About a week ago, a Starbucks opened on the corner of E. 3rd Street and 1st Avenue. As Grieve pointed out, it's a Starbucks "Reserve," which means it's special. Starbucks says it's there to remind us of "the early days of the specialty coffee business that we helped to create."
In other words, they want us to feel like we're in a real place and not a fake place. I guess that's why the signage is hand-painted on the bricks. It's more rustic that way. Maybe, if it looks authentic, it won't be egged or covered with GET THE FUCK OUT signs.
Before Starbucks came to this corner, and before its predecessor The Bean, there was Little Rickie.
Originally opened on First Street in 1985 by Phillip Retzky, Little Rickie moved to 49 1/2 First Avenue in 1987. They sold nostalgic, kitschy novelties--a lot of Elvis and Jesus, Mexican Day of the Dead skeletons, and vintage stuff. It was a great little place.
(You might argue that Little Rickie was an early gentrifier of the East Village, but then I'd have to repeat myself for the thousandth time about how the hyper-gentrification of today is very different from the gentrification of the 1980s and 90s, and how Little Rickie and Starbucks are not the same thing, and then I'd tell you to read the first chapter of Sarah Schulman's book The Gentrification of the Mind, and I'm really not in the mood for all that, to tell the truth.)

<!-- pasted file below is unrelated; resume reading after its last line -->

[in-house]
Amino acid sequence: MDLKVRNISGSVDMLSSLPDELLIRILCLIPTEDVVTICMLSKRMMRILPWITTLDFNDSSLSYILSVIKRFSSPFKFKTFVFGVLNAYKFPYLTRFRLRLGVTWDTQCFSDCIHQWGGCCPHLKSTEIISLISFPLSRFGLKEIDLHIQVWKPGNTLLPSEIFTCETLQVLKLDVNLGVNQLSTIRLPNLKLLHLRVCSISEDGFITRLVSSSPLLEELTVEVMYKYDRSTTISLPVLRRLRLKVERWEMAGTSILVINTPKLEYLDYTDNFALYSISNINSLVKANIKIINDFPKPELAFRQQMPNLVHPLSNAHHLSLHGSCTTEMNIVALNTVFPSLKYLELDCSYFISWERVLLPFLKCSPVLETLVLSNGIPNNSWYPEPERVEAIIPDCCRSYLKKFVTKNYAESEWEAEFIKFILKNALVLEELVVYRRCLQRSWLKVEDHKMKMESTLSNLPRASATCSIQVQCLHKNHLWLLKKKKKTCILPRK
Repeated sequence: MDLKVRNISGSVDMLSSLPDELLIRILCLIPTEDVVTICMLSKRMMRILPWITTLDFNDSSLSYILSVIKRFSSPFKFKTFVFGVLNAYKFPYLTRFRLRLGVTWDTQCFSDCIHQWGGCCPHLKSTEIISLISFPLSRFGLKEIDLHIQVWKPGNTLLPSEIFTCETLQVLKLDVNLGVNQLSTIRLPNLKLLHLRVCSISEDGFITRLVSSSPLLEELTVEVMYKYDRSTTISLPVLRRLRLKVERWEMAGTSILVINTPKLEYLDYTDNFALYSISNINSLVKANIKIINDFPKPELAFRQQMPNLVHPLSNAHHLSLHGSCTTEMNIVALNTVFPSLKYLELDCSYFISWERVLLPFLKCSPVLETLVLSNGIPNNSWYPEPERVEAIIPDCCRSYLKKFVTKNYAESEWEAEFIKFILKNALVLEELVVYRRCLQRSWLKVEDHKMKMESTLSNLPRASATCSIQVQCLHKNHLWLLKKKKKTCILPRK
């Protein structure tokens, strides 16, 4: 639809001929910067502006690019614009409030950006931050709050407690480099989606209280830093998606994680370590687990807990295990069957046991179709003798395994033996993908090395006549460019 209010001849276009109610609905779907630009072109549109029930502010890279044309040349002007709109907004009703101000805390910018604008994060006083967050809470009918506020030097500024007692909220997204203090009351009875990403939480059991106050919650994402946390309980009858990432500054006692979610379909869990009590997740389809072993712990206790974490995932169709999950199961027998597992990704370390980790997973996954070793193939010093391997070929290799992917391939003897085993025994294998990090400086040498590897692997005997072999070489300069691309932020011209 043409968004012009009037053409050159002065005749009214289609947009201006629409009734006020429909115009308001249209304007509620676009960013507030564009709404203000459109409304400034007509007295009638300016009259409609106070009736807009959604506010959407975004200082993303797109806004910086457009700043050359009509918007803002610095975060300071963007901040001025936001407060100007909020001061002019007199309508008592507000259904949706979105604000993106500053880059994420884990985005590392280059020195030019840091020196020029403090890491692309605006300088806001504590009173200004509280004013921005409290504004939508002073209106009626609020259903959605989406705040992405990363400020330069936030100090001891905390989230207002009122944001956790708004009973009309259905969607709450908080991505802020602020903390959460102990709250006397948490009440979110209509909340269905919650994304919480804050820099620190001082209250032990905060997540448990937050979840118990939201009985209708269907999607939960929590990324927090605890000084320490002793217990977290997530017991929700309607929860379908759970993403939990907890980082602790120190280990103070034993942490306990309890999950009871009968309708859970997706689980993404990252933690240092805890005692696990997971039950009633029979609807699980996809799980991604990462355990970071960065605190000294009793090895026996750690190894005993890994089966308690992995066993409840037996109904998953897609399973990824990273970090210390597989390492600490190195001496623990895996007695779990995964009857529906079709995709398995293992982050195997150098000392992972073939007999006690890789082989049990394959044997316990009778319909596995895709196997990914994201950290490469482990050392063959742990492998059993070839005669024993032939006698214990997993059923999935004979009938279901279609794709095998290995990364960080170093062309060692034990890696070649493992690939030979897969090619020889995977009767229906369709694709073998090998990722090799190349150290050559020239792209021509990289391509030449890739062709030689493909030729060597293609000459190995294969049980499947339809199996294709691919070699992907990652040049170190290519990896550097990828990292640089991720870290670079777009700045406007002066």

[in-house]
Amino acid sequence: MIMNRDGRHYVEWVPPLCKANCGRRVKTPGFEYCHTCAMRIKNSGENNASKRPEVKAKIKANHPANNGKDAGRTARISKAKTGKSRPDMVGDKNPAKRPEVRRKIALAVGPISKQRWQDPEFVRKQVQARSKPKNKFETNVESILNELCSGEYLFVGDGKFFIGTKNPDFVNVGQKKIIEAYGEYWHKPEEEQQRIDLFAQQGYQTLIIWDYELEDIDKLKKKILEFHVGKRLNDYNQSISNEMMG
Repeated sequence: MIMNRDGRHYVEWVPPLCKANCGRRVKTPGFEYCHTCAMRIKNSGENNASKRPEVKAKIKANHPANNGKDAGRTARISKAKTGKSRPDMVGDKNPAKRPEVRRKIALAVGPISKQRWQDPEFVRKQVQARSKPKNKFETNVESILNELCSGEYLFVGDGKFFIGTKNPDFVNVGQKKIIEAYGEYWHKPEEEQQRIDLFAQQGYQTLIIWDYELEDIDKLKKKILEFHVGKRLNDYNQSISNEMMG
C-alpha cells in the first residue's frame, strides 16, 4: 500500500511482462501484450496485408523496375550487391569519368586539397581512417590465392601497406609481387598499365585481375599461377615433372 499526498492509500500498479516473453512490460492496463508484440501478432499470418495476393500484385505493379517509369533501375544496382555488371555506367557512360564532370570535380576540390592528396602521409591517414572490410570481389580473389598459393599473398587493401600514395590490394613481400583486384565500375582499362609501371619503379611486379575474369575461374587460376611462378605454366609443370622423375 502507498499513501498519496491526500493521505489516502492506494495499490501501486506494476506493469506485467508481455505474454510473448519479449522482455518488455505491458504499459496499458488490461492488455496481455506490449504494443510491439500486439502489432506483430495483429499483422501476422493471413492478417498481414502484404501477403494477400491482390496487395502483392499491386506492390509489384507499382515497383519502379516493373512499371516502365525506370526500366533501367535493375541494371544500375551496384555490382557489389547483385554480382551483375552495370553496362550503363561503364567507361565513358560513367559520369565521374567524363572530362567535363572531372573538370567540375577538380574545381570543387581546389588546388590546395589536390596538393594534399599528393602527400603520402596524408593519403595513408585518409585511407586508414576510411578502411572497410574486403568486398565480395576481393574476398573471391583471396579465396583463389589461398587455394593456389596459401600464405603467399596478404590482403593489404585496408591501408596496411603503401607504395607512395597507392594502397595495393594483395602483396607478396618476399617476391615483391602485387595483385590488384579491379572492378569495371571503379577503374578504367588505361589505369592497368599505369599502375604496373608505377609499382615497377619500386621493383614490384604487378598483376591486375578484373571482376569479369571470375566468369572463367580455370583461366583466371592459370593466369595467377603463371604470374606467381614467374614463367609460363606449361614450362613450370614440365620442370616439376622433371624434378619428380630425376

New York magazine, 1987
The Little Rickie people also had principles. When Pee-Wee Herman was arrested for indecent exposure in 1991, Retzky refused to raise the price on his Pee-Wee dolls--unlike many other merchants, he didn't want to profit from Mr. Reubens' penile misfortune.
Ironically, Little Rickie was sued by Starbucks in 1999 for selling stickers that changed the words on the Starbucks Coffee logo to say FUCK OFF.
Starbucks also sued a number of other local businesses for distributing the stickers, including Alt Coffee on Avenue A. Said the owner of Alt to the Times, ''New York City is being mallified and when you start to sterilize things and limit choices, people in the East Village don't like it.''
People in the East Village still don't like it--hence the eggs and GET OUT signs--but more and more people in the East Village do like it. Take a walk by the special new Starbucks today and you'll find it filled with customers.
New York magazine, 1987
What I miss most about Little Rickie is the vintage photo booth. I took many a photo in that booth and always enjoyed seeing the black-and-white strips taped to the front window. You never knew who you might find there--the famous and the semi-famous, including interesting characters like Punk Rock Pat.
There's a Facebook page for posting photos from the Little Rickie booth. Looking at them now is to see the past, the people who made up the East Village in the 1990s. Ghosts of the old neighborhood, they're a different breed.
If they were all still here, and still young, would this Starbucks exist?
If this Starbucks had a photo booth, what sort of personalities would fill it today?